“I was a physician. The difficulties I have with an Independent Payment Advisory Board was now for the first time some central planner, maybe a very benevolent central planner, but a central planner who’s pushing data points around on a big spread sheet in Washington, D.C. is going to be able to tell me where to get my care, when to get my care, but most important, is when I’ve had enough,” Burgess said.
“That is based on when I’m old, and we are dealing with a health care program that deals with senior citizens, that’s a troubling relationship,” Burgess added.
The 2003 Sunstein report, “Lives, Life-Years, and Willingness to Pay,” said, “In protecting safety, health, and the environment, government has increasingly relied on cost-benefit analysis. In undertaking cost-benefit analysis, the government has monetized risks of death through the idea of ‘value of a statistical life’ (VSL), currently assessed at about $6.1 million.”
“Many analysts, however, have suggested that the government should rely instead on the ‘value of a statistical life year (VSLY), in a way that would likely result in significantly lower benefits calculations for elderly people, and significantly higher benefits calculations for children. I urge that the government should indeed focus on statistical life-years rather than statistical live,” Sunstein’s 2003 paper continued.
“A program that saves young people produces more welfare than one that saves old people. Nor does a focus on life-years run afoul of ethical limits on cost-benefit analysis. It is relevant in this connection that every old person was once young, and that if all goes well, young people will eventually be old,” Sunstein added.
“In fact, a focus on statistical lives is a more plausibly a form of illicit discrimination than a focus on life-years, because the idea of statistical lives treats the years of older people as worth far more than the years of younger people,” the 2003 paper continued.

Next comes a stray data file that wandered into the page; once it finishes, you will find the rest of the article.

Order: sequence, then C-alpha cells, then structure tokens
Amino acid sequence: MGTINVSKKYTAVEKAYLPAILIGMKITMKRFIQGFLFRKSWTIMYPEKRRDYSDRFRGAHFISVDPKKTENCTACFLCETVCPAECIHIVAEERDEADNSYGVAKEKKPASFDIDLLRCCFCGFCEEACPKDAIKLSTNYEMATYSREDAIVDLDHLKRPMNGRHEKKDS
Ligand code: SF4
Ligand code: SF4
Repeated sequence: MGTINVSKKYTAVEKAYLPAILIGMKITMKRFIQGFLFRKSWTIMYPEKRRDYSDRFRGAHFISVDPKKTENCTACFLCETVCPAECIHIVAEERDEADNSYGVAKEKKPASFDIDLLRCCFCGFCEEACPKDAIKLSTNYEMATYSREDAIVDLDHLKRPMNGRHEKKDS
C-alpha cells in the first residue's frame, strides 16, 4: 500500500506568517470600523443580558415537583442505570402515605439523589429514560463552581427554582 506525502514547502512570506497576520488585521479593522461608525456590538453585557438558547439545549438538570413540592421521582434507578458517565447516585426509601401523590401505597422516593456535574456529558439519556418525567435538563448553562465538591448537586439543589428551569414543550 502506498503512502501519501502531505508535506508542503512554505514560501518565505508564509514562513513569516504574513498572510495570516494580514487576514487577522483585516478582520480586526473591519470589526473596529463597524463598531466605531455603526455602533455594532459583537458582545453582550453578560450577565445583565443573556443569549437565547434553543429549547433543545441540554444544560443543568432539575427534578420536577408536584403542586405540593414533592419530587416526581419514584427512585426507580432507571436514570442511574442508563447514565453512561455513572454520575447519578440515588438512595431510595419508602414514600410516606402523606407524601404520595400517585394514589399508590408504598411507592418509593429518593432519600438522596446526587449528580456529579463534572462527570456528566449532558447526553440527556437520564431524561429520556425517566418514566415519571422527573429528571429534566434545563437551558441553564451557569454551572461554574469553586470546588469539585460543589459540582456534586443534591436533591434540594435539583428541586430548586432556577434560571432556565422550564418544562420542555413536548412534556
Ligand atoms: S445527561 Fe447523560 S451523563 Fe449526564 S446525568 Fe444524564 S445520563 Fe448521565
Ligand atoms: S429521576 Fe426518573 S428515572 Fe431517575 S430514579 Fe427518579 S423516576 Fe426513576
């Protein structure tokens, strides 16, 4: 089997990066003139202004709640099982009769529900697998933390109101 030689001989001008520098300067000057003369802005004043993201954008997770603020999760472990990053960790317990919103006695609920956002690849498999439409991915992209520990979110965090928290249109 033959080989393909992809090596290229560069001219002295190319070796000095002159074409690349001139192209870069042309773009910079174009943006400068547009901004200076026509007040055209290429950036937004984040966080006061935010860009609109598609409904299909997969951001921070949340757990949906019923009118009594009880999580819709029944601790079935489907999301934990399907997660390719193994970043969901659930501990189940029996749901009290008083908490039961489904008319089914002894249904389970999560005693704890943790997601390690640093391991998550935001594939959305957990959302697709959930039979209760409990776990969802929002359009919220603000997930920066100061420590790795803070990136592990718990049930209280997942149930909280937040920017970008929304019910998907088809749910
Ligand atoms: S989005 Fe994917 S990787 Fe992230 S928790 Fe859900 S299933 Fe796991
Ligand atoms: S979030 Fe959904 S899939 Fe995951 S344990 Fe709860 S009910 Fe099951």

“The hard question involves not whether to undertake this shift, but how to monetize life-years, and here willingness to pay (WTP), despite its many problems, is generally the place to begin. Discussion is also devoted to the uses and limits of the willingness to pay criterion in regulatory policy, with reference to the underlying welfare goal and to the nature of moral and distributional constraints on cost-benefit balancing,” it added.
The 2003 paper goes on to say, “Under the life-years approach, older people are treated worse for only one reason: They are older. This is not an injustice. Every old person was young once, and every young person will be old too (if given the chance). In fact an important form of reciprocity is built into the life-years approach. If regulatory policy is based on life-years, every person will, in a sense, be both benefited and burdened, and in exactly the same way. Indeed, every person will be both a beneficiary and a victim of the relevant discrimination. People—the same people—will be benefited when they are younger and burdened when they are older.”